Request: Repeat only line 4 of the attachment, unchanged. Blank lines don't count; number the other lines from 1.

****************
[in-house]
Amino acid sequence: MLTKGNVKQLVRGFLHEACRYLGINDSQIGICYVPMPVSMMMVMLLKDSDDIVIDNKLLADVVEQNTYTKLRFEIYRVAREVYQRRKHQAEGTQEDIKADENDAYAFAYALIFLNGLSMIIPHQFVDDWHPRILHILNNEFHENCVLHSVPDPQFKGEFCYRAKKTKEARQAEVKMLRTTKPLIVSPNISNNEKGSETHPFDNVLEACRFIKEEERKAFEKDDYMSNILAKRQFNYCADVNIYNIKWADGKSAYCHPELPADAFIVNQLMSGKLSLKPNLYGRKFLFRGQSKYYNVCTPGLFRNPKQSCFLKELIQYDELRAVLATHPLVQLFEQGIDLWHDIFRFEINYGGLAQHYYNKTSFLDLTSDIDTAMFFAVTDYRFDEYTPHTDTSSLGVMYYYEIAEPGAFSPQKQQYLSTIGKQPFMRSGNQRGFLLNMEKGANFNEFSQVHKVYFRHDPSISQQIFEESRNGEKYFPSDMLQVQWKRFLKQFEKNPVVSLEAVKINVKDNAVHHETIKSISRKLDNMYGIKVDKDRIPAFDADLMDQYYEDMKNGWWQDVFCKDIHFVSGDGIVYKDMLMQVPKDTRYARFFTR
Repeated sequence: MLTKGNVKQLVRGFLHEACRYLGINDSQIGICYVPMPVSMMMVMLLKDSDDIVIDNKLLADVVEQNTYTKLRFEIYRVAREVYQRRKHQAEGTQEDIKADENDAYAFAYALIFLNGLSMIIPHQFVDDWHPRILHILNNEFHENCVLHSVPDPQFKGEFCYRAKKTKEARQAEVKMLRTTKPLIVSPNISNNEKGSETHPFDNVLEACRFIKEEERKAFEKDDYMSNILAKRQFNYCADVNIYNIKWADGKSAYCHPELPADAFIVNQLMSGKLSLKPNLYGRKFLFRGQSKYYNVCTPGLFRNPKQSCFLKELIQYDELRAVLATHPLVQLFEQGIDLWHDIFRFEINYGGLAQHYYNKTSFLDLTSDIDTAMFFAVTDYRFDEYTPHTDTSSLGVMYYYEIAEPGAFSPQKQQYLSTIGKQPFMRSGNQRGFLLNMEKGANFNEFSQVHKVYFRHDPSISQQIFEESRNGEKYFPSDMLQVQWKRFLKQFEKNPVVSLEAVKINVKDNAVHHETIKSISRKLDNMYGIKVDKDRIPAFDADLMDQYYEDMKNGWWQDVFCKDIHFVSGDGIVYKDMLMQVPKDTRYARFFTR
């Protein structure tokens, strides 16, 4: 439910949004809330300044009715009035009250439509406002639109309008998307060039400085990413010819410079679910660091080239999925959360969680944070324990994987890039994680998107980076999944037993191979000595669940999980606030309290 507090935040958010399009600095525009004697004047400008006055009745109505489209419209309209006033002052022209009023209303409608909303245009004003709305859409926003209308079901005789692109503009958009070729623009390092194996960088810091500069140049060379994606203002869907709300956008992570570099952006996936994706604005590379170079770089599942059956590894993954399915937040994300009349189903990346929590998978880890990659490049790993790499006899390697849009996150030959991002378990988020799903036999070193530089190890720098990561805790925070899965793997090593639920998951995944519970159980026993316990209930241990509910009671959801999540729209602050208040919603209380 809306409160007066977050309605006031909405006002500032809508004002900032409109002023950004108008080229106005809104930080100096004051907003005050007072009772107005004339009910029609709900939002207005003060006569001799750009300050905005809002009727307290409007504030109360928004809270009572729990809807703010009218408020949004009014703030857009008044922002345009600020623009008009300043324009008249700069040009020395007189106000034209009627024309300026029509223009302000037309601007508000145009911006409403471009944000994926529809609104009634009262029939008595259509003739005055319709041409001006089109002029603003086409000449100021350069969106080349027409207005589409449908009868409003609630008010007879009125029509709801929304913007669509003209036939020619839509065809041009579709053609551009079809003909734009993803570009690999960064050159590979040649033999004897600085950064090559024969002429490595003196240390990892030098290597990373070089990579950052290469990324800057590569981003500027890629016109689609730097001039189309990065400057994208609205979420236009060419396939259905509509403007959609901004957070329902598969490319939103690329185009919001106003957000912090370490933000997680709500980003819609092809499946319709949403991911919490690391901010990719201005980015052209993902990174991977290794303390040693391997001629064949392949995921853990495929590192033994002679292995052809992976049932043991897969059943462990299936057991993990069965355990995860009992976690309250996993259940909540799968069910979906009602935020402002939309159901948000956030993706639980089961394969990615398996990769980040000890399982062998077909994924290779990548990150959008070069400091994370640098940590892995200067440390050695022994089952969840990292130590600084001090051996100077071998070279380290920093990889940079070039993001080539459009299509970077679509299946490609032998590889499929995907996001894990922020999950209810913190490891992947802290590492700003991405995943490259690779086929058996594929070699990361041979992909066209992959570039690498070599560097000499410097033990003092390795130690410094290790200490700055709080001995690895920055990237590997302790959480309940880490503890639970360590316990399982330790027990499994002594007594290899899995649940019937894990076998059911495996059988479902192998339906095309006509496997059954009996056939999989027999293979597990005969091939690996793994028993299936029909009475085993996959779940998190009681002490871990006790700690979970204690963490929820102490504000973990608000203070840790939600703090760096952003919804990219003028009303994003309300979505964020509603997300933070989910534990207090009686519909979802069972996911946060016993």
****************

């Protein structure tokens, strides 16, 4: 439910949004809330300044009715009035009250439509406002639109309008998307060039400085990413010819410079679910660091080239999925959360969680944070324990994987890039994680998107980076999944037993191979000595669940999980606030309290 507090935040958010399009600095525009004697004047400008006055009745109505489209419209309209006033002052022209009023209303409608909303245009004003709305859409926003209308079901005789692109503009958009070729623009390092194996960088810091500069140049060379994606203002869907709300956008992570570099952006996936994706604005590379170079770089599942059956590894993954399915937040994300009349189903990346929590998978880890990659490049790993790499006899390697849009996150030959991002378990988020799903036999070193530089190890720098990561805790925070899965793997090593639920998951995944519970159980026993316990209930241990509910009671959801999540729209602050208040919603209380 809306409160007066977050309605006031909405006002500032809508004002900032409109002023950004108008080229106005809104930080100096004051907003005050007072009772107005004339009910029609709900939002207005003060006569001799750009300050905005809002009727307290409007504030109360928004809270009572729990809807703010009218408020949004009014703030857009008044922002345009600020623009008009300043324009008249700069040009020395007189106000034209009627024309300026029509223009302000037309601007508000145009911006409403471009944000994926529809609104009634009262029939008595259509003739005055319709041409001006089109002029603003086409000449100021350069969106080349027409207005589409449908009868409003609630008010007879009125029509709801929304913007669509003209036939020619839509065809041009579709053609551009079809003909734009993803570009690999960064050159590979040649033999004897600085950064090559024969002429490595003196240390990892030098290597990373070089990579950052290469990324800057590569981003500027890629016109689609730097001039189309990065400057994208609205979420236009060419396939259905509509403007959609901004957070329902598969490319939103690329185009919001106003957000912090370490933000997680709500980003819609092809499946319709949403991911919490690391901010990719201005980015052209993902990174991977290794303390040693391997001629064949392949995921853990495929590192033994002679292995052809992976049932043991897969059943462990299936057991993990069965355990995860009992976690309250996993259940909540799968069910979906009602935020402002939309159901948000956030993706639980089961394969990615398996990769980040000890399982062998077909994924290779990548990150959008070069400091994370640098940590892995200067440390050695022994089952969840990292130590600084001090051996100077071998070279380290920093990889940079070039993001080539459009299509970077679509299946490609032998590889499929995907996001894990922020999950209810913190490891992947802290590492700003991405995943490259690779086929058996594929070699990361041979992909066209992959570039690498070599560097000499410097033990003092390795130690410094290790200490700055709080001995690895920055990237590997302790959480309940880490503890639970360590316990399982330790027990499994002594007594290899899995649940019937894990076998059911495996059988479902192998339906095309006509496997059954009996056939999989027999293979597990005969091939690996793994028993299936029909009475085993996959779940998190009681002490871990006790700690979970204690963490929820102490504000973990608000203070840790939600703090760096952003919804990219003028009303994003309300979505964020509603997300933070989910534990207090009686519909979802069972996911946060016993």